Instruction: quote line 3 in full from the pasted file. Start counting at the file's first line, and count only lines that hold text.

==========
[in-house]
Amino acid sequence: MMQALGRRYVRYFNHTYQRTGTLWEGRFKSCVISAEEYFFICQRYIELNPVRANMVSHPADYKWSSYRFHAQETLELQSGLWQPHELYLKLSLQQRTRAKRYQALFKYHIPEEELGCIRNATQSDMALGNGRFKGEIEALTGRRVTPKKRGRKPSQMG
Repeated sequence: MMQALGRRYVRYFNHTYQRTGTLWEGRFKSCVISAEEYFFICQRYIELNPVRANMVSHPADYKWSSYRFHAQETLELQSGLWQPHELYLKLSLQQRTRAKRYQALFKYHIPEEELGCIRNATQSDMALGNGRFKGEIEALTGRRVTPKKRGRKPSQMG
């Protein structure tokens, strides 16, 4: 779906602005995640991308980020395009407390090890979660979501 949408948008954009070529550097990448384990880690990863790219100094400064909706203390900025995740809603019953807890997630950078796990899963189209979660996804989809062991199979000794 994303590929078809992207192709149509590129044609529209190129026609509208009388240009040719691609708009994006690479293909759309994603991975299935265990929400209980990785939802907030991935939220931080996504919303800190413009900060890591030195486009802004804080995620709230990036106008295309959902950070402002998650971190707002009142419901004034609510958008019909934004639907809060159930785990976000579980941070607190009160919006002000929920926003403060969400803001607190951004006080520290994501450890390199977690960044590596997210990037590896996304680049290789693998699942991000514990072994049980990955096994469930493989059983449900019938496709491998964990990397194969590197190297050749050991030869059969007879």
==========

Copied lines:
Repeated sequence: MMQALGRRYVRYFNHTYQRTGTLWEGRFKSCVISAEEYFFICQRYIELNPVRANMVSHPADYKWSSYRFHAQETLELQSGLWQPHELYLKLSLQQRTRAKRYQALFKYHIPEEELGCIRNATQSDMALGNGRFKGEIEALTGRRVTPKKRGRKPSQMG